…Why? Because of people like lawyer Barbara Meinwald, Manhattan lawyer who was already paying 10K/yr for insurance before, but will now have to pay 15K/yr for worse coverage. Turns out the government decided to drag all those people to the individual market in order to get the healthy ones paying into the exchanges (and thus avoid an exchange death spiral), and Ms. Meinwald gets to go along for the ride. Her reaction? Continue reading Latest victim of #Obamacare: …New York cultural mavens? Is the man MAD?
More than 2,400 Connecticut customers who bought health plans on Access Health CT were given incorrect information about their insurance plans, in one case underestimating the maximum out-of-pocket by at least $4,000.
The website for Access Health CT, the state’s new health exchange, had incorrect information online about deductibles and co-insurance impacting all 19 individual health plans from the three insurance companies that offer those plans through the exchange: Anthem Blue Cross and Blue Shield in Connecticut, ConnectiCare, and HealthyCT.
John Javaruski, a 62-year-old retired actuary from Farmington, said he received a letter dated Nov. 1 after he signed up for an Anthem plan with a $2,000 out-of-pocket maximum and zero deductible. According to the revised schedule of benefits attached to the letter, Javaruski’s plan jumped to $6,250 out of pocket and a $3,000 deductible.
I’m sorry*, but there’s no other way to describe these enrollment numbers. Which are, by the way, from a state exchange – meaning that the problems of healthcare.gov should theoretically be irrelevant to the conversation:
Enrollments have grown to 15,074, marketplace officials announced Monday.
Marketplace officials set a goal of 136,000 people covered on exchanged-based plans by the end of 2014, but so far the exchange has failed to reach even worst-case enrollment projections.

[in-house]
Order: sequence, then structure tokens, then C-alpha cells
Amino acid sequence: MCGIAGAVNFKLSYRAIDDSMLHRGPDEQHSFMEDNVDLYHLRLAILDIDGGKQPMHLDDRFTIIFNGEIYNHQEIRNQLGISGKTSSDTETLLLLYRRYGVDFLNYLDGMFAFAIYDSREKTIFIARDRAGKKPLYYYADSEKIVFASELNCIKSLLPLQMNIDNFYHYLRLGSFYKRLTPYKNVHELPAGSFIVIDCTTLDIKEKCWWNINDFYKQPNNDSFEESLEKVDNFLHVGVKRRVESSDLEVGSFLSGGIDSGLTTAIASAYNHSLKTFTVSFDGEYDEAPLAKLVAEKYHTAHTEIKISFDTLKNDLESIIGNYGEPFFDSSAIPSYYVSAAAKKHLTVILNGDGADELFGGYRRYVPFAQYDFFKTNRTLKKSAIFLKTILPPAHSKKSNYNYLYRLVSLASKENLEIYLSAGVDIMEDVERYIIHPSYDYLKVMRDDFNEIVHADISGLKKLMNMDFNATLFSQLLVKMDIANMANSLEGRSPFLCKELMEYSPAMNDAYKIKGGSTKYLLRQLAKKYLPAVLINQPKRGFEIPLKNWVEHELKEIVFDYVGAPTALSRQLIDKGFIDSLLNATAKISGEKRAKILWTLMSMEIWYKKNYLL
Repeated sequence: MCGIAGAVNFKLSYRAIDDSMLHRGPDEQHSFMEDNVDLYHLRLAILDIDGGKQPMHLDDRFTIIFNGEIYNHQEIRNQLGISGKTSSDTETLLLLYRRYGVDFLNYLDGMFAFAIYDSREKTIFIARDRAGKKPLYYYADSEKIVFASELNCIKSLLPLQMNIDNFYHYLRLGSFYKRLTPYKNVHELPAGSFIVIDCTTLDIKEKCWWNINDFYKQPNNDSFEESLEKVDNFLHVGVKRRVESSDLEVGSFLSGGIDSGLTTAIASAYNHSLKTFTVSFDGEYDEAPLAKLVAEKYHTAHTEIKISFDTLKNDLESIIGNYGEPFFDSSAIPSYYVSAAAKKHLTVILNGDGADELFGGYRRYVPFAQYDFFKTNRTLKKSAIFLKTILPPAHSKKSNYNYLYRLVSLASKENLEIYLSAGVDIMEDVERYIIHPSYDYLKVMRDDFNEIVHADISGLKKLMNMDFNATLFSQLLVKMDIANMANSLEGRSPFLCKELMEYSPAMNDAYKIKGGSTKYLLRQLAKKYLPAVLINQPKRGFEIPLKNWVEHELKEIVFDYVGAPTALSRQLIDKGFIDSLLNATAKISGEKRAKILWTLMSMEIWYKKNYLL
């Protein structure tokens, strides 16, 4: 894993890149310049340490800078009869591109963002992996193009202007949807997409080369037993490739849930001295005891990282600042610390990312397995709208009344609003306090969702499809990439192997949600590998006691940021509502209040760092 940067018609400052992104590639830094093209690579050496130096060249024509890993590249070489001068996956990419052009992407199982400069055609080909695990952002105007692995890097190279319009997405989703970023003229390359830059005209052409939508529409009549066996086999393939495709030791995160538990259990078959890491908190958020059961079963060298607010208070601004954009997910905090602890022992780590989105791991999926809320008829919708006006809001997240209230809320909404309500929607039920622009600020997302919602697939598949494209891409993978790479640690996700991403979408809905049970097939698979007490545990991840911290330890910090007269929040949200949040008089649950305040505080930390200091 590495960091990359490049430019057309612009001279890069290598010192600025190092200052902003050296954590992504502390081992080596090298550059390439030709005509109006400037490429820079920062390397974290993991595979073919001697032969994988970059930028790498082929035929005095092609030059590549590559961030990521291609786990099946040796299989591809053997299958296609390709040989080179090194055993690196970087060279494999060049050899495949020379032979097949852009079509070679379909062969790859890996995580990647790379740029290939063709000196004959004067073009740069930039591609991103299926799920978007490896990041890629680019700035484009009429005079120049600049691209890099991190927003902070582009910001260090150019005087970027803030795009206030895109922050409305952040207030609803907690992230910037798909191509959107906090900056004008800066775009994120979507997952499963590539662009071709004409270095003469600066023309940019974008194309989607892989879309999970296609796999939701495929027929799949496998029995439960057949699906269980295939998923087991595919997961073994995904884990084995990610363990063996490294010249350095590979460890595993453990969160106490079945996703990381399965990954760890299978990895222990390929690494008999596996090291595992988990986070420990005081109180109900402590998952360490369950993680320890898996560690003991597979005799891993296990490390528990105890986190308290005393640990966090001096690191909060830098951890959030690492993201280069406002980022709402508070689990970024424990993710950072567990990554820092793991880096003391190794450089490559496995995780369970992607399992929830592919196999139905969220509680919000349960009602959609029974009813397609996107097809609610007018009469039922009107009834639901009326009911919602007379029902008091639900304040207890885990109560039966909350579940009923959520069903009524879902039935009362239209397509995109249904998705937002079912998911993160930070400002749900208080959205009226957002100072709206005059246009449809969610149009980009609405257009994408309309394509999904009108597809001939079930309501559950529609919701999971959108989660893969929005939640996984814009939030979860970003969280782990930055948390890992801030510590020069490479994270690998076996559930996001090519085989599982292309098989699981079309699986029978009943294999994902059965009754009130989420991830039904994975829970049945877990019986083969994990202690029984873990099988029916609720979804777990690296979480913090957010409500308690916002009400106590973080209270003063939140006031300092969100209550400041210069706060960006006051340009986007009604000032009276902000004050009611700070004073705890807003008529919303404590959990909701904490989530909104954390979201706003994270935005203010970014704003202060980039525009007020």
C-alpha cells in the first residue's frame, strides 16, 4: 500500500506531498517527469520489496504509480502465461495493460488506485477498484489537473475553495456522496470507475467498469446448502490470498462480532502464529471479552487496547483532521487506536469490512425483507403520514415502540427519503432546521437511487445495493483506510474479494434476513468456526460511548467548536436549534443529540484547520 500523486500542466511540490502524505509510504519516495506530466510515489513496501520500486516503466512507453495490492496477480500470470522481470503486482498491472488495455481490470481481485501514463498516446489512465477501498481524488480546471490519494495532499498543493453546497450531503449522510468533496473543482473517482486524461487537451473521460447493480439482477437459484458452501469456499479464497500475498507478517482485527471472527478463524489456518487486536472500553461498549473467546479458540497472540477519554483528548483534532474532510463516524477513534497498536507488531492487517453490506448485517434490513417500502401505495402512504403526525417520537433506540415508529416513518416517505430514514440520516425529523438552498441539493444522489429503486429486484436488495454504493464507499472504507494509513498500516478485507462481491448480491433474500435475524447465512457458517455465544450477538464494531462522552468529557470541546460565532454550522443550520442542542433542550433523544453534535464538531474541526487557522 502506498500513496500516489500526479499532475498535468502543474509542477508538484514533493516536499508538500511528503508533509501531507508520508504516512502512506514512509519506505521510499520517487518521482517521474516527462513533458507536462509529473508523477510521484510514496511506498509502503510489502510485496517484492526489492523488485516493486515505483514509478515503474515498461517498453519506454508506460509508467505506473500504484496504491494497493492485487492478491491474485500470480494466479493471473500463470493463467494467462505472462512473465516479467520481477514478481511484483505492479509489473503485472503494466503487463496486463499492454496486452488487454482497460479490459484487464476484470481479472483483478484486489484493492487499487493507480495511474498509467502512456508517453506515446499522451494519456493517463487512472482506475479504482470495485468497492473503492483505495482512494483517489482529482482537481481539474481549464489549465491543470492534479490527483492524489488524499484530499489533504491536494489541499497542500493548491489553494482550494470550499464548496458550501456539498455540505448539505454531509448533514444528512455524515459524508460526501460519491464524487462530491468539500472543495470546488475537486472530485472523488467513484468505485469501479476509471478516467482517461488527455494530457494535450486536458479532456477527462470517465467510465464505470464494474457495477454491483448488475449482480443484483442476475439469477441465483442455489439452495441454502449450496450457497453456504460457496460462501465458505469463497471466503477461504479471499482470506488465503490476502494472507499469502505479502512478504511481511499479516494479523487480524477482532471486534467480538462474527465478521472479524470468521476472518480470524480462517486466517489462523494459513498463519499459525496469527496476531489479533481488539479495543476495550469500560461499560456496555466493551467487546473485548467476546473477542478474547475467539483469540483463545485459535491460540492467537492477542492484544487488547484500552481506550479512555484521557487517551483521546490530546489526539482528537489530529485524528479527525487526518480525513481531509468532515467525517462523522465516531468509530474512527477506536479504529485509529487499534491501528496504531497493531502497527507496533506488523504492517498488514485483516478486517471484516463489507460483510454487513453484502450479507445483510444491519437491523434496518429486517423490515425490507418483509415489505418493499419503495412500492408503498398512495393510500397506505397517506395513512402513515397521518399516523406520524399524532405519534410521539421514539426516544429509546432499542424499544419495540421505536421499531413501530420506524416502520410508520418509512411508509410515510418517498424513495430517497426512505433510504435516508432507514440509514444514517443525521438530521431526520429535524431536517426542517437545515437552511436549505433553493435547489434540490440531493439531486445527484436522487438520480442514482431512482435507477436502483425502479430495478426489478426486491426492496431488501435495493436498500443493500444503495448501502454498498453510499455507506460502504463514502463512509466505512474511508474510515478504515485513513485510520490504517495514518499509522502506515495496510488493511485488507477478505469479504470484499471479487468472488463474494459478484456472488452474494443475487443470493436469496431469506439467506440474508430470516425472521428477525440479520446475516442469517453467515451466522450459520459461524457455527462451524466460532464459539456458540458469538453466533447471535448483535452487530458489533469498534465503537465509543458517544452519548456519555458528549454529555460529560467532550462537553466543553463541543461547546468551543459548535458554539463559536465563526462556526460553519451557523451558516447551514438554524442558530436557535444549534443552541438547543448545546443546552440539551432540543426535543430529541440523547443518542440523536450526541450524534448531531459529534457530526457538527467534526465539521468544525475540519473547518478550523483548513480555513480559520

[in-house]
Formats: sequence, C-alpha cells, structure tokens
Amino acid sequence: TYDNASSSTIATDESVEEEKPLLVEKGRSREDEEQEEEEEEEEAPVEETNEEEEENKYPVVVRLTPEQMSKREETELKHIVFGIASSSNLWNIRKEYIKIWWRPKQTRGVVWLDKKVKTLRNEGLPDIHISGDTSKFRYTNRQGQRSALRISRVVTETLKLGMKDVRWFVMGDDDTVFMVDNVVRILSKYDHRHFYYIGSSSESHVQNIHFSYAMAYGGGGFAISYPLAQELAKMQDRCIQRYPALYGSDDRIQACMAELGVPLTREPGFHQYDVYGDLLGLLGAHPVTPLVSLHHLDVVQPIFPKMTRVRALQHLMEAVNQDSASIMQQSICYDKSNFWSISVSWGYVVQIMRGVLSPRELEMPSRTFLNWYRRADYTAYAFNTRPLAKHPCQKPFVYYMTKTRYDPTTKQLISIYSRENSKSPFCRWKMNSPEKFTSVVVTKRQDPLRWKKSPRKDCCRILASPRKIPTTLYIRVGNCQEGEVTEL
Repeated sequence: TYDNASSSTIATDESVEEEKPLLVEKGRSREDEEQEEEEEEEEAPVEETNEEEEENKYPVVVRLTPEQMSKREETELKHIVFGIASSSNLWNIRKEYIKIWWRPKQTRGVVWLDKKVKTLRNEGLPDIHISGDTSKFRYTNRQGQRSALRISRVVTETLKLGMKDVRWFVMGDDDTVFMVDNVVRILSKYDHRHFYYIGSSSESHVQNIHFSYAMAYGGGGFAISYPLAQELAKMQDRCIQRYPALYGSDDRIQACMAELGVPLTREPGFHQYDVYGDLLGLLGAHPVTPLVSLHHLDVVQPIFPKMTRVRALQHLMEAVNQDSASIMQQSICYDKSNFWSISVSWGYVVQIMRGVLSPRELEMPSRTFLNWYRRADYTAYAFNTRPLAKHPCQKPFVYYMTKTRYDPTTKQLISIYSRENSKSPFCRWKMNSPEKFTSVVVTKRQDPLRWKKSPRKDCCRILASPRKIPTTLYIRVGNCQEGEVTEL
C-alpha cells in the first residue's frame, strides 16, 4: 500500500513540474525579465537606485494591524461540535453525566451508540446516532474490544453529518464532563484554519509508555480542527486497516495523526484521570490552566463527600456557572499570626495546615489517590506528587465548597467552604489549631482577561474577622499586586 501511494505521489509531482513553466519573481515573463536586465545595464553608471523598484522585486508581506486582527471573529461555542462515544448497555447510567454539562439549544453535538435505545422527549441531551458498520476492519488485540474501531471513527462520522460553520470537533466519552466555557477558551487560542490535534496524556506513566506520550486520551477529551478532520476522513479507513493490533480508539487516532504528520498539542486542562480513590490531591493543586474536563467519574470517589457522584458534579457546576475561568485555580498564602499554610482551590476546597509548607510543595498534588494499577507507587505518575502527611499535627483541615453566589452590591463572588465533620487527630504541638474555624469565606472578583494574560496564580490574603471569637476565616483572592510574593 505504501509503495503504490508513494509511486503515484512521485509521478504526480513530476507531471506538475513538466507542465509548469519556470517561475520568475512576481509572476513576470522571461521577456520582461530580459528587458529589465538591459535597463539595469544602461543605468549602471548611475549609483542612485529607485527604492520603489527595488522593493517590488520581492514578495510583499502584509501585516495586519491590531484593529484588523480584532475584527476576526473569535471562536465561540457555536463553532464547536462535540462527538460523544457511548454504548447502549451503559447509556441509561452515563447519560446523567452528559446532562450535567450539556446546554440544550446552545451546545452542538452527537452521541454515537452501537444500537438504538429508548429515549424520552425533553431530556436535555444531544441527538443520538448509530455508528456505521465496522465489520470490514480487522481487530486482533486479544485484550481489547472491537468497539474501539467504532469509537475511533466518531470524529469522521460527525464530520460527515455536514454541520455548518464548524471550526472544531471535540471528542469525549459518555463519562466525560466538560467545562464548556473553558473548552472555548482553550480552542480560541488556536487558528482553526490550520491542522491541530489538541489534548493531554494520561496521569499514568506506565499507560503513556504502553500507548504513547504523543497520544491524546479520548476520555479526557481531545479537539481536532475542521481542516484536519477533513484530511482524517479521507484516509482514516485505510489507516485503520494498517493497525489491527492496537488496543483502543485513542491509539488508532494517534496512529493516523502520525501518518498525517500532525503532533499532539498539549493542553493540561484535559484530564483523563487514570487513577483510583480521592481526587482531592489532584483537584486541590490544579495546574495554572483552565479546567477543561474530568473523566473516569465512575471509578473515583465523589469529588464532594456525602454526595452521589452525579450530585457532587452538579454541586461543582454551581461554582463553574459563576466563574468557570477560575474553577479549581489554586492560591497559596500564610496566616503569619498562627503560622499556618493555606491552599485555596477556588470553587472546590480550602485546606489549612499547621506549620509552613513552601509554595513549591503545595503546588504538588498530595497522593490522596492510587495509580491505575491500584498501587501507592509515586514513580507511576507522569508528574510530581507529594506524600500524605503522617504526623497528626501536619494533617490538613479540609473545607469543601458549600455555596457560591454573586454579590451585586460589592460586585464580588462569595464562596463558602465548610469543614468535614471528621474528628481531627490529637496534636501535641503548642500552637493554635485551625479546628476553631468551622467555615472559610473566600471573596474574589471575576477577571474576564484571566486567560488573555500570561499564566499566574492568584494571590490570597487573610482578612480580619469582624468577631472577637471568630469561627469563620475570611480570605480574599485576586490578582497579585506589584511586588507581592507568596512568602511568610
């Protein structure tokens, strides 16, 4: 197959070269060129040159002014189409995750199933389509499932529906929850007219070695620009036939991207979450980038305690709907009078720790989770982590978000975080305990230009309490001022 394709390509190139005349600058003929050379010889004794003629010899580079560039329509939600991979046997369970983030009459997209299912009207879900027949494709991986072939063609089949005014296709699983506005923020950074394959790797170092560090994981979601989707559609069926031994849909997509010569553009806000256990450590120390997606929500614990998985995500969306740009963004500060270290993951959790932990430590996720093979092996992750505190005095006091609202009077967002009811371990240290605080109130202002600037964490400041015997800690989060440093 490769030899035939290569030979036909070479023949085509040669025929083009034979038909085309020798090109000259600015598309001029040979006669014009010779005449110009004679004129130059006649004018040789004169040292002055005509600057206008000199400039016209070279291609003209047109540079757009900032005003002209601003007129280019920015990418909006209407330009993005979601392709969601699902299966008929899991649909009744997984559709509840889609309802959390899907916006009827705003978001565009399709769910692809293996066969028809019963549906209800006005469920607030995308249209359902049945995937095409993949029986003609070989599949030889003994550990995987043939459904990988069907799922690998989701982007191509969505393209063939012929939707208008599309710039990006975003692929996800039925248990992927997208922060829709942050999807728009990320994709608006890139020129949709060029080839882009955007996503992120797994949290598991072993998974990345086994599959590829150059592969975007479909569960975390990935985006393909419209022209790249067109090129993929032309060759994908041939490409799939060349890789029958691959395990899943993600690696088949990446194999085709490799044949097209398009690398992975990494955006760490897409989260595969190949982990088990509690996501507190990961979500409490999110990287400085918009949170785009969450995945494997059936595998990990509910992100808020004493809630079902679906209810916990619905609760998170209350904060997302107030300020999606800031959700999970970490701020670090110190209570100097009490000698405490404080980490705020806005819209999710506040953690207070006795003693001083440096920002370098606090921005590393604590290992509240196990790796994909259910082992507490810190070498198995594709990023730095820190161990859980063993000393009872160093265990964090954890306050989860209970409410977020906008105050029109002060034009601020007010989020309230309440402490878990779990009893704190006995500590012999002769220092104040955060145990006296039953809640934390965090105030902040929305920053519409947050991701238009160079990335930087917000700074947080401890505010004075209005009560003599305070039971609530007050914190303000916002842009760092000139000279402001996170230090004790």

Officials’ worst-case scenarios pictured 22,215 people enrolled by Dec. 13. Their mid-range enrollment projection for that date is 40, 372.
Time to test Minnesota Nice to destruction, I guess:
…Minnesota’s top insurers have laid out a list of technological problems that they say may keep people who’ve enrolled in a health plan from being covered on Jan. 1.
Insurance carriers selling plans on the state’s insurance marketplace say enrollment information they’re getting from MNsure, is inaccurate and incomplete – and that time is running out to fix these problems.
“At this late date, the health plan companies do not have most of the names or information on individuals who have enrolled through MNsure,” Julie Brunner, executive director of the Minnesota Council of Health Plans wrote in a letter to MNsure Executive Director April Todd-Malmlov and Lucinda Jesson, Minnesota Commissioner of Human Services.
The D.C. insurance exchange where thousands of Hill aides are shopping has confirmed that an outside scammer is redirecting customers to a fraudulent website.
Some shoppers are being directed from the insurance website to an outside site that appears nearly identical to the real exchange, officials confirmed Friday. The fraud is widespread enough that they’re considering adding disclaimers to its website to warn users against divulging their check card or PIN numbers.